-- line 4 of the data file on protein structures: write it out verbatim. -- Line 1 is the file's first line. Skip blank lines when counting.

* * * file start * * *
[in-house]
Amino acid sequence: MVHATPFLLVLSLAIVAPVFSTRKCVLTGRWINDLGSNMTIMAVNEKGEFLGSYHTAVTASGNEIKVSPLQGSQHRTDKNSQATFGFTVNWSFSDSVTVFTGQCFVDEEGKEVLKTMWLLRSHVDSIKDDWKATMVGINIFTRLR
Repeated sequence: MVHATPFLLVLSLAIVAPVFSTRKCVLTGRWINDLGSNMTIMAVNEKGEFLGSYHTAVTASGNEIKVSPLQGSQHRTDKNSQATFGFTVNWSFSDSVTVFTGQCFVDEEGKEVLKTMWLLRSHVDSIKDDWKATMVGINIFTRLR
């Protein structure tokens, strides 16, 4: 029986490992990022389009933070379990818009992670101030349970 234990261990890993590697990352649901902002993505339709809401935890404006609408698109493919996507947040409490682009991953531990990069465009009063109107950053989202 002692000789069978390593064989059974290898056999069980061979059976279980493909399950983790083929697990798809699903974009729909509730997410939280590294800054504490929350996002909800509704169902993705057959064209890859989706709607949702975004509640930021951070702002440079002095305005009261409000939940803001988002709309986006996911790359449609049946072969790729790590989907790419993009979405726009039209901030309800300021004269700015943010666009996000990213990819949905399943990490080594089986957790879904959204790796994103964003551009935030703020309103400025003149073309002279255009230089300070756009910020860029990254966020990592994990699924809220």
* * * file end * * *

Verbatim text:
């Protein structure tokens, strides 16, 4: 029986490992990022389009933070379990818009992670101030349970 234990261990890993590697990352649901902002993505339709809401935890404006609408698109493919996507947040409490682009991953531990990069465009009063109107950053989202 002692000789069978390593064989059974290898056999069980061979059976279980493909399950983790083929697990798809699903974009729909509730997410939280590294800054504490929350996002909800509704169902993705057959064209890859989706709607949702975004509640930021951070702002440079002095305005009261409000939940803001988002709309986006996911790359449609049946072969790729790590989907790419993009979405726009039209901030309800300021004269700015943010666009996000990213990819949905399943990490080594089986957790879904959204790796994103964003551009935030703020309103400025003149073309002279255009230089300070756009910020860029990254966020990592994990699924809220």